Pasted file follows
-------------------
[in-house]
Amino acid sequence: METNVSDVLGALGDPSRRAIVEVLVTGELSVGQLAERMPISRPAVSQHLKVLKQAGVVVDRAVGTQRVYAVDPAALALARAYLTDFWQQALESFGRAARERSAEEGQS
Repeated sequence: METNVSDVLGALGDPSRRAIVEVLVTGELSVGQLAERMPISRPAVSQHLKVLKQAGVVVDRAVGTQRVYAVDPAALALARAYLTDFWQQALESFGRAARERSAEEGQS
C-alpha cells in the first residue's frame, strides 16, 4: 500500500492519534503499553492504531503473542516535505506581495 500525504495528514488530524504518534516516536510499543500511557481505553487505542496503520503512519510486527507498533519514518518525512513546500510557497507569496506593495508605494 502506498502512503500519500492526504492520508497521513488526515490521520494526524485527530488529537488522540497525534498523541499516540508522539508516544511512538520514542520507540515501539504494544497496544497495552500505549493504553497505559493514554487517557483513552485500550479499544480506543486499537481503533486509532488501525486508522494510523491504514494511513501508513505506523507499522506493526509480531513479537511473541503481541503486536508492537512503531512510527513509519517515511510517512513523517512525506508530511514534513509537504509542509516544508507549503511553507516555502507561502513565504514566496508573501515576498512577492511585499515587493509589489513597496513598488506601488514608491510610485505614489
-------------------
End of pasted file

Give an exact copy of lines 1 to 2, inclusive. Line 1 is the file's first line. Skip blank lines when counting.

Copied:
[in-house]
Amino acid sequence: METNVSDVLGALGDPSRRAIVEVLVTGELSVGQLAERMPISRPAVSQHLKVLKQAGVVVDRAVGTQRVYAVDPAALALARAYLTDFWQQALESFGRAARERSAEEGQS